LUIGI ZINGALES: The Stigler Center, we focus on the various ways in which competition is
subverted by vested interests. Media play a crucial role in a good functioning of the market economy.
There is less and less money in news reporting. It's very hard for journalists to receive their adequate level
MADHAV V. RAJAN: We launched the Stigler Center's Journalists in Residence program back in 2017
with the aim of shaping the next generation of leaders in business reporting, giving some of the world's most
promising business journalists the tools that they need to investigate, understand, and promote
STEPHEN CARROLL: I definitely learned an awful lot during this program and things that I probably
should have known before as a business journalist, for example, learning about accounting principles
and how to read the detail in company accounts, things that I wouldn't necessarily have been able to do, particularly
at speed, before.
LUIGI ZINGALES: I think it's important to bring journalists from all over the world because one
of the goals of this program is to expose our students and our faculty to what happens around the world.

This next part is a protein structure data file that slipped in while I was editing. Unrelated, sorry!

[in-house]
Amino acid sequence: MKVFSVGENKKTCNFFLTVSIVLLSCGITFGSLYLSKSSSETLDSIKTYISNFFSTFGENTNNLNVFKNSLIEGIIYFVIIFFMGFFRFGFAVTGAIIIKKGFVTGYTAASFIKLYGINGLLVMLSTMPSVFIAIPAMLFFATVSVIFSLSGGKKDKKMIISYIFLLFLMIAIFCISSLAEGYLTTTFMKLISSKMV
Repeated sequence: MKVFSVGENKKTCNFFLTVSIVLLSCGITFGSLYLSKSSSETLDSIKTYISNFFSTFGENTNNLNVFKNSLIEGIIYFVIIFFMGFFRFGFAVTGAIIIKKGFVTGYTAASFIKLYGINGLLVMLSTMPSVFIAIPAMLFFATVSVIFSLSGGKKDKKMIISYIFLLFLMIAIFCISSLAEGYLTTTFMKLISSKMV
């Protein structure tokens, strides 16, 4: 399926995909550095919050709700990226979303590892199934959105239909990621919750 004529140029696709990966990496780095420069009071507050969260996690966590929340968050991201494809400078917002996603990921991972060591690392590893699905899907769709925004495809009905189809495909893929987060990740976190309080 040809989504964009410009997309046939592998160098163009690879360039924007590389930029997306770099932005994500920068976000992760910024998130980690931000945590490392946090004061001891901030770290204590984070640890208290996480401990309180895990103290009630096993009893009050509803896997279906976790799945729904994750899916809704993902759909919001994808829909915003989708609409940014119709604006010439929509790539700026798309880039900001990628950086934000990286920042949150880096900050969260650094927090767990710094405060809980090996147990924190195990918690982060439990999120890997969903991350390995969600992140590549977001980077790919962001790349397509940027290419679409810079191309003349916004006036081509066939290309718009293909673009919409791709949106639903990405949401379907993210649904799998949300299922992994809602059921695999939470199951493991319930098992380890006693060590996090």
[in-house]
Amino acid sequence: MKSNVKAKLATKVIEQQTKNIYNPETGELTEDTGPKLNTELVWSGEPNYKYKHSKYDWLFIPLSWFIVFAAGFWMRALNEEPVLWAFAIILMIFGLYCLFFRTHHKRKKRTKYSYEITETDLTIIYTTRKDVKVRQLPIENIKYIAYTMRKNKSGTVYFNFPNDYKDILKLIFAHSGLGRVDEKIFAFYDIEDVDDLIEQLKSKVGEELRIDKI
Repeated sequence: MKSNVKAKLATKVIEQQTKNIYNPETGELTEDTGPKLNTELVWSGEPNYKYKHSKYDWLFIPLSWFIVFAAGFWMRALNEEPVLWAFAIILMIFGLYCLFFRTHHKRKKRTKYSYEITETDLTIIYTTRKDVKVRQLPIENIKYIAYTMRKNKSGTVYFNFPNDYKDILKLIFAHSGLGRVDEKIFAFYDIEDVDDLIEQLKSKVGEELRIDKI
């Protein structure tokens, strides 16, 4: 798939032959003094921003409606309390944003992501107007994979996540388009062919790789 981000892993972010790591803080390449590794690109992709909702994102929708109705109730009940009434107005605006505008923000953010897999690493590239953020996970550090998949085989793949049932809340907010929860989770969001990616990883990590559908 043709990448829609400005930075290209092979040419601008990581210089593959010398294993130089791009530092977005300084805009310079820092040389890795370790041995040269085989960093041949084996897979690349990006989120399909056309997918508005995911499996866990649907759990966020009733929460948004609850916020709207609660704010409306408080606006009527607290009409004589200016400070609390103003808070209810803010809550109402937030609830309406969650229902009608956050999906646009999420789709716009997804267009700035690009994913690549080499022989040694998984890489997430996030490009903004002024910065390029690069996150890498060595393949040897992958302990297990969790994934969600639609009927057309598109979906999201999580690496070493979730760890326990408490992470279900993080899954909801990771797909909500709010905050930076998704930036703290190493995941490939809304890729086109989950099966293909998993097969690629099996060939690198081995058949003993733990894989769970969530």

BROOKE FOX: Personally, I had never been a reporter in a foreign country. And so it was a really good opportunity for me
to learn about what is reporting like in India, what is journalism like in China right now? I mean, it was truly a global program,
and that was an education for me.
SAMUEL SANYA: Being around Chicago and going to some of the major sites and understanding the US economy was very life changing for me.
ADESOLA AFOLABI: Bull's games, the Cubs games...We went to the Andy's Jazz Club one Friday and that was really soothing.
It was just the perfect end to a very serious study week. I really enjoyed that.
And I think those are some of my really great memories that I'm going to take back home with me from Chicago.
GABRIEL BALDOCCHI: Being able to interact with the students and the faculty was definitely something that
stood out in the program to me.
TANYA THOMAS: You walk down the corridor, and you're running into Nobel Prize laureates, right? That's quite cool.
SAMUEL SANYA: There's so many seminars that we have here about so many things that are going on around the world.
When you come here, you're able to see how things happen from the inside of the business world, how people, how the executives think.
It just changes how you think as a business journalist. You leave this program with a feel for what's to come,
a deeper understanding for what is. When you go back to reporting, you're reporting more with an insider's view of things. Do apply. This is worth it.